38. I don’t know why it took me this long to get to this point, which is be persistent. This isn’t a secret. Persistence wins by default. Think about it, you don’t have to be good, you just have to be around when everyone else gives up. That is what happened to my company during the “Great Recession”. Persistence does something else too, instead of worry about being judged based on someone’s disadvantaged beginnings, you now have control on how you finish.

[This is an excerpt from a response in Quora to the question, “How can one become part of the 1%?”. The full story can be found here: https://www.quora.com/How-can-one-become-part-of-the-1/answers/8734078]

 

Trading Psychology | The Cheetah and the Trader – How to Go for the Kill

The cheetah, while the fastest animal on the African plain can outrun any of the prey it feasts upon, always chooses to go for the young, weak, or sick. Once identified, he attacks with laser-guided focus and effectiveness. It is only then that the kill is likely. This is the epitome of a professional trader. Be the cheetah.

The Cheetah and the Trader - How to Go for the Kill

The Cheetah and the Trader – How to Go for the Kill

 

Here are some common questions I get from people:
“Sometimes I can’t find good setups in the market, should I trade the less optimal setups or should I look for more different stocks to trade?”
“The setup I learnt from xxx course was working fine a few months back, but it doesn’t seem to be working now. Should I continue using it?”

 

So, how do we go for the kill?

As cheetah, we should always go for the easy trades. But quite often, for the newbie, the easy trades are staring them right in the face but they do not see them. This is because they are only familiar with a few simple setups (with simple rules/formula) that work best only under specific market conditions.

All these questions have a common theme. Traders who learn one or two simple setups think that they can trade successfully, but when the market changes, quite often the simple setup or system that they are using cannot adapt to the market, and becomes discarded.

Hence, a good trader cannot keep relying on the one same setup. Rather, he needs to know the basic form of a setup, so that from there, he can create a wide variety of different setups that are best suited to the current market situation. That is why we teach a variety of setups (and certain proven variations), leaving them the core skills to tweak setups to adapt to any market situation.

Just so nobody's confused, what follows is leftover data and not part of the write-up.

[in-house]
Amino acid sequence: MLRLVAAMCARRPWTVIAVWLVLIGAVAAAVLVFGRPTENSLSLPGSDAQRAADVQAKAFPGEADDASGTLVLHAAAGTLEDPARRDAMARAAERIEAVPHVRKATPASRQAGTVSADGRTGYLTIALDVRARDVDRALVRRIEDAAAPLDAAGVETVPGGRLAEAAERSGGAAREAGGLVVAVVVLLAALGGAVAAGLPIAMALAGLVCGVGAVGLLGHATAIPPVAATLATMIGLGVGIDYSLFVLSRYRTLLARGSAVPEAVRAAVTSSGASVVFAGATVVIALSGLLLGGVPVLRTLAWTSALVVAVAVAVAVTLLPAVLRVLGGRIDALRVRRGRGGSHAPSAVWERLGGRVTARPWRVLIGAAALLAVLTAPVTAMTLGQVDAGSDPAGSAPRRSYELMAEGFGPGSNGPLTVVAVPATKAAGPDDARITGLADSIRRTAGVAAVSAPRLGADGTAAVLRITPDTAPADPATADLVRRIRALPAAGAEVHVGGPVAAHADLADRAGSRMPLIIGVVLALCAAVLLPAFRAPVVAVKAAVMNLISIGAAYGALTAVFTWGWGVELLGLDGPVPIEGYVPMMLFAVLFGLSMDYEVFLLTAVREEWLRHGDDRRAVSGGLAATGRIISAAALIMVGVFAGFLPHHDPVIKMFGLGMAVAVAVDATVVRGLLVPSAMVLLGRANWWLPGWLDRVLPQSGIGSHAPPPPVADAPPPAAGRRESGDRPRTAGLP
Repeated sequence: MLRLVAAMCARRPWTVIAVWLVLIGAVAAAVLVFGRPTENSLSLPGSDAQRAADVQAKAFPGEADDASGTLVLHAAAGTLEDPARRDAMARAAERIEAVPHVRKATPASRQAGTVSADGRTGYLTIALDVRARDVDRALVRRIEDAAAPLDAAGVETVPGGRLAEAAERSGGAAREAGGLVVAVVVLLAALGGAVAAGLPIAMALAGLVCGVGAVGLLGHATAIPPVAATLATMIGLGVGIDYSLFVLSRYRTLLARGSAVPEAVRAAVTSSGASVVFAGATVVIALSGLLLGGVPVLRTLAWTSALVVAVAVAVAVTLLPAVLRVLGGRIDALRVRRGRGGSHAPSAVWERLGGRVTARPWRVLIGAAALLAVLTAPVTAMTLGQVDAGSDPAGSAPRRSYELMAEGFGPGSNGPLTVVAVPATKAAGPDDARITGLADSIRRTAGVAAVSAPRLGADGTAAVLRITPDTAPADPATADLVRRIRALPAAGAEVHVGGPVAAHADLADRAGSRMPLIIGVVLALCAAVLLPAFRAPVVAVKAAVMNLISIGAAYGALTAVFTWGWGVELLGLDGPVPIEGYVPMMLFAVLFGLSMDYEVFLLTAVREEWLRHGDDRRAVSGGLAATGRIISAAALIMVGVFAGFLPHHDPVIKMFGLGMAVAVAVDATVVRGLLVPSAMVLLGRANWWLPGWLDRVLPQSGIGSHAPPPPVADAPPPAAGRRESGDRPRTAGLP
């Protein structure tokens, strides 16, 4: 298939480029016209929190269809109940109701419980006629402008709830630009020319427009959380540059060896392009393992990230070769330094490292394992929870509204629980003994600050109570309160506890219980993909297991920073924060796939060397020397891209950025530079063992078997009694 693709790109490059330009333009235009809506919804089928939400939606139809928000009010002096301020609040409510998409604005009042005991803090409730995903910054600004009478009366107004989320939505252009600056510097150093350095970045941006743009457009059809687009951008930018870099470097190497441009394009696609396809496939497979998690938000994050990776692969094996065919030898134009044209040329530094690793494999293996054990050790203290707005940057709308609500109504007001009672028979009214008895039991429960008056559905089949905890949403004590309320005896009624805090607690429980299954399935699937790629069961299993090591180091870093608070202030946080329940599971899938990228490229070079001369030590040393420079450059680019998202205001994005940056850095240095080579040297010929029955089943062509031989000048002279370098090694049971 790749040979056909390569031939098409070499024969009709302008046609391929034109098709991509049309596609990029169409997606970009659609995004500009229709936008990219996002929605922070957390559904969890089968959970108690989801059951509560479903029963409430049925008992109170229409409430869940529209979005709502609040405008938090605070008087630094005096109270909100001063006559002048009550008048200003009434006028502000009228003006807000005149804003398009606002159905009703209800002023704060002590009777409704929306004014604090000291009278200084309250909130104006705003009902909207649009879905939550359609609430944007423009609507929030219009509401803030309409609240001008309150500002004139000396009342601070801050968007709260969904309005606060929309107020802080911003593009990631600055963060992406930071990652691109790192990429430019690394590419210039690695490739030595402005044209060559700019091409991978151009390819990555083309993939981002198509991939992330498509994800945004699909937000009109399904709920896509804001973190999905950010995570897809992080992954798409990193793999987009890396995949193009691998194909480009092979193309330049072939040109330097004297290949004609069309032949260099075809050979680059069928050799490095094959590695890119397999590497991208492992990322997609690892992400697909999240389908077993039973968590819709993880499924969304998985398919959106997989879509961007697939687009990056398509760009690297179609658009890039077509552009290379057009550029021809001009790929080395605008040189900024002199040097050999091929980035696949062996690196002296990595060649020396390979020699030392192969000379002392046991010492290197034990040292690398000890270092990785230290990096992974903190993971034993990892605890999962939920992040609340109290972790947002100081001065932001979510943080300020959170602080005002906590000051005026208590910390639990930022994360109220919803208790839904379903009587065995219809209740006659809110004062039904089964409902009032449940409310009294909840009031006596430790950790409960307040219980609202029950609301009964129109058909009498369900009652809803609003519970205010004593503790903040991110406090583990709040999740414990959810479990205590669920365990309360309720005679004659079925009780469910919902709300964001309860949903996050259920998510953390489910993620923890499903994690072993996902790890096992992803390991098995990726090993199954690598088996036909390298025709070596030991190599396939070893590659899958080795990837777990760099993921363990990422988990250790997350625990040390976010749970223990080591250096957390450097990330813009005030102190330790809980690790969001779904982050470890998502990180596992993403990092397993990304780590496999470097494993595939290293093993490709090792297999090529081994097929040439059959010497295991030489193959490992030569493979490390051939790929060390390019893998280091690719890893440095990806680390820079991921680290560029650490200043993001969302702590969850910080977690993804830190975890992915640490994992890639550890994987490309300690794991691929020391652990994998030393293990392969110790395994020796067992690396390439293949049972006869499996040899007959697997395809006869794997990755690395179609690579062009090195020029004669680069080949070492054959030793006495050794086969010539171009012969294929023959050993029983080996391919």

Trading Psychology | Maslow’s Hierarchy: Trading Self-Actualization

Some of you might have heard the term before, but are not really sure what it means. So what exactly does self-actualisation mean?

Maslow's Hierarchy: Trading Self-Actualization

Maslow’s Hierarchy: Trading Self-Actualization

The term originally came from Maslow’s hierarchy of needs, which represents the things people strive for as they grow and evolve. As we progress from basic needs like food and shelter to more complex ones like esteem and knowledge, what awaits at the top is self-actualization.

Simply put, it is reaching your full potential, and in the context of trading, it means being able to become the “ideal” trader which you envision.

If you’re been trading for many years, you should have acquired many different skills and experience. But are you putting these to good use? How is it possible for you to reach your full potential?

The key lies not in using everything you have learnt, but rather in knowing what is not essential. Once you learn to think in essentials, you will realise that you will have to discard most of what you have learnt, and focus on the 10-20% that works. Clinging on to old baggage will slow your progress.


Now, I want you to visualise a circle. Label this circle “Current Reality”. This circle represents what you are currently like – your habits, your style, your results, your skill level, and your attributes. Take some time to do some self-reflection, and figure out what is wrong.

Next, visualise another circle which partially overlaps the first circle. Label this circle “New Reality”. This circle represents what you want to become, and is a blueprint of the “ideal” trader which you have envisioned, and embodies all the essential attributes of such a trader.

The overlapping region is the zone of self-actualization.